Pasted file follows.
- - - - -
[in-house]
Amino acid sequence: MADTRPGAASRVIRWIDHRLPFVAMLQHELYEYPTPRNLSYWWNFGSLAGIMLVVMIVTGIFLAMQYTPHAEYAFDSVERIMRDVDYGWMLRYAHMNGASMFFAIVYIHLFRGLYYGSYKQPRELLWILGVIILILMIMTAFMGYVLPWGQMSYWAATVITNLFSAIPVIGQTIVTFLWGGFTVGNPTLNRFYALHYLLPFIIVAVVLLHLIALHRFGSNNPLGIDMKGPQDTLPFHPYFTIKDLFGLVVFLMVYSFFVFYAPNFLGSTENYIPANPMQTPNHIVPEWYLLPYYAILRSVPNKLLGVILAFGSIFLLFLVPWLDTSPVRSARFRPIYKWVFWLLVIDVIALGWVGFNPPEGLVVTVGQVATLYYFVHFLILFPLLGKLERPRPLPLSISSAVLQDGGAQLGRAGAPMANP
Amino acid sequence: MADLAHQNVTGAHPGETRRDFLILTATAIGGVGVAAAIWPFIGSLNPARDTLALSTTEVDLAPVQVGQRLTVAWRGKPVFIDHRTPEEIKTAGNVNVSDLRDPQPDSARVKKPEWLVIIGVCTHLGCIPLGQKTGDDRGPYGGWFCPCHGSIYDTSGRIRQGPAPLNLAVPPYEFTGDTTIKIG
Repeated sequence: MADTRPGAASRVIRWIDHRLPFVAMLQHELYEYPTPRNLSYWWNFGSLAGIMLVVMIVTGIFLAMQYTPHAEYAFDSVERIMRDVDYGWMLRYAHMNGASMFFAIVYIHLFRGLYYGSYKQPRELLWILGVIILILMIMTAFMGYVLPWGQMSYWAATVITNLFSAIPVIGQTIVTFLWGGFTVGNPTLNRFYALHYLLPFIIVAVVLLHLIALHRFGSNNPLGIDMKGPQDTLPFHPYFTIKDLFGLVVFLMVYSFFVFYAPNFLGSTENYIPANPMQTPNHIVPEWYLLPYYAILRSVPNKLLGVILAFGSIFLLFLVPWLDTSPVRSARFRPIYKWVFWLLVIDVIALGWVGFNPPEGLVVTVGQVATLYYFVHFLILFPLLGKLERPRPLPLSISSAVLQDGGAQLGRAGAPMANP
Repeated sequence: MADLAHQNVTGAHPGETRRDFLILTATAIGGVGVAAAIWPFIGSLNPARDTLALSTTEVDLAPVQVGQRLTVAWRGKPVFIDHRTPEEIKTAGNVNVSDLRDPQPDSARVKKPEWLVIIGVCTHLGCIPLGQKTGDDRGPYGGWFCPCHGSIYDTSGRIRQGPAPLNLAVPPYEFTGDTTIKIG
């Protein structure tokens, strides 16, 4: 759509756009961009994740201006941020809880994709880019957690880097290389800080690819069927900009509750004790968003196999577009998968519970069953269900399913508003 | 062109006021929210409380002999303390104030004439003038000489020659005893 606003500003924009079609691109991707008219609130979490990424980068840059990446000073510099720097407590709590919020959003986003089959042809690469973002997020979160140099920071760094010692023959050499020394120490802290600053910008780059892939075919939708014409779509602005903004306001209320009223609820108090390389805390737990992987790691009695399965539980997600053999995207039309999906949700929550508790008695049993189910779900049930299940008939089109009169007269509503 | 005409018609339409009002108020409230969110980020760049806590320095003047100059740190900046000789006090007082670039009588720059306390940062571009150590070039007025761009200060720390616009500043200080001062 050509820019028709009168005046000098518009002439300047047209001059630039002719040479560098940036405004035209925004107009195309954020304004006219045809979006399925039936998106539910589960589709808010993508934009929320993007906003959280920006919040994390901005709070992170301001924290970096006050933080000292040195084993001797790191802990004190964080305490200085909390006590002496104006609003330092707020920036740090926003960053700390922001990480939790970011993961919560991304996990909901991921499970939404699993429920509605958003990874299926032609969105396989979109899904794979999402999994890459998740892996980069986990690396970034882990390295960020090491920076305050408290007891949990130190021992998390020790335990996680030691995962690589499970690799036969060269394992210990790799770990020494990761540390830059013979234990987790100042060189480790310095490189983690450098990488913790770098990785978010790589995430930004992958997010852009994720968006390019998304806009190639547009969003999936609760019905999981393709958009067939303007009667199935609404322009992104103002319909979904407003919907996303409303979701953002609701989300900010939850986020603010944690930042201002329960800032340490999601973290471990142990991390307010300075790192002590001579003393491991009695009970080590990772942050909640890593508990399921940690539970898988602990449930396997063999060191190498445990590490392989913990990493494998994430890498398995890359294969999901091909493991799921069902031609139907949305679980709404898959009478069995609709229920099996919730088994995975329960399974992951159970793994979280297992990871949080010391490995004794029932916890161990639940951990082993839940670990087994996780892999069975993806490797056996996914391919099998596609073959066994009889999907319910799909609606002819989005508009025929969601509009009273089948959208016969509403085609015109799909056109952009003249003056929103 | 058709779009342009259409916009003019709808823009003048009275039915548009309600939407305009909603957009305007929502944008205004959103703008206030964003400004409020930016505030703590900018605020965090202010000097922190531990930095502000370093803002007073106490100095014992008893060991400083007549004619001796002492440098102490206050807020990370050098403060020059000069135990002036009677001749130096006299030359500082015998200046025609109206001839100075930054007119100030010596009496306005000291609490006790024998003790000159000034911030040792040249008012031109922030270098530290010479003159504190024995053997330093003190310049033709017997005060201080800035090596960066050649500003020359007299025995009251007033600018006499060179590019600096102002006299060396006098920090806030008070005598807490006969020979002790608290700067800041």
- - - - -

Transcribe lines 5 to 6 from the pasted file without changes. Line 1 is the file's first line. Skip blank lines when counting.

Repeated sequence: MADLAHQNVTGAHPGETRRDFLILTATAIGGVGVAAAIWPFIGSLNPARDTLALSTTEVDLAPVQVGQRLTVAWRGKPVFIDHRTPEEIKTAGNVNVSDLRDPQPDSARVKKPEWLVIIGVCTHLGCIPLGQKTGDDRGPYGGWFCPCHGSIYDTSGRIRQGPAPLNLAVPPYEFTGDTTIKIG
């Protein structure tokens, strides 16, 4: 759509756009961009994740201006941020809880994709880019957690880097290389800080690819069927900009509750004790968003196999577009998968519970069953269900399913508003 | 062109006021929210409380002999303390104030004439003038000489020659005893 606003500003924009079609691109991707008219609130979490990424980068840059990446000073510099720097407590709590919020959003986003089959042809690469973002997020979160140099920071760094010692023959050499020394120490802290600053910008780059892939075919939708014409779509602005903004306001209320009223609820108090390389805390737990992987790691009695399965539980997600053999995207039309999906949700929550508790008695049993189910779900049930299940008939089109009169007269509503 | 005409018609339409009002108020409230969110980020760049806590320095003047100059740190900046000789006090007082670039009588720059306390940062571009150590070039007025761009200060720390616009500043200080001062 050509820019028709009168005046000098518009002439300047047209001059630039002719040479560098940036405004035209925004107009195309954020304004006219045809979006399925039936998106539910589960589709808010993508934009929320993007906003959280920006919040994390901005709070992170301001924290970096006050933080000292040195084993001797790191802990004190964080305490200085909390006590002496104006609003330092707020920036740090926003960053700390922001990480939790970011993961919560991304996990909901991921499970939404699993429920509605958003990874299926032609969105396989979109899904794979999402999994890459998740892996980069986990690396970034882990390295960020090491920076305050408290007891949990130190021992998390020790335990996680030691995962690589499970690799036969060269394992210990790799770990020494990761540390830059013979234990987790100042060189480790310095490189983690450098990488913790770098990785978010790589995430930004992958997010852009994720968006390019998304806009190639547009969003999936609760019905999981393709958009067939303007009667199935609404322009992104103002319909979904407003919907996303409303979701953002609701989300900010939850986020603010944690930042201002329960800032340490999601973290471990142990991390307010300075790192002590001579003393491991009695009970080590990772942050909640890593508990399921940690539970898988602990449930396997063999060191190498445990590490392989913990990493494998994430890498398995890359294969999901091909493991799921069902031609139907949305679980709404898959009478069995609709229920099996919730088994995975329960399974992951159970793994979280297992990871949080010391490995004794029932916890161990639940951990082993839940670990087994996780892999069975993806490797056996996914391919099998596609073959066994009889999907319910799909609606002819989005508009025929969601509009009273089948959208016969509403085609015109799909056109952009003249003056929103 | 058709779009342009259409916009003019709808823009003048009275039915548009309600939407305009909603957009305007929502944008205004959103703008206030964003400004409020930016505030703590900018605020965090202010000097922190531990930095502000370093803002007073106490100095014992008893060991400083007549004619001796002492440098102490206050807020990370050098403060020059000069135990002036009677001749130096006299030359500082015998200046025609109206001839100075930054007119100030010596009496306005000291609490006790024998003790000159000034911030040792040249008012031109922030270098530290010479003159504190024995053997330093003190310049033709017997005060201080800035090596960066050649500003020359007299025995009251007033600018006499060179590019600096102002006299060396006098920090806030008070005598807490006969020979002790608290700067800041």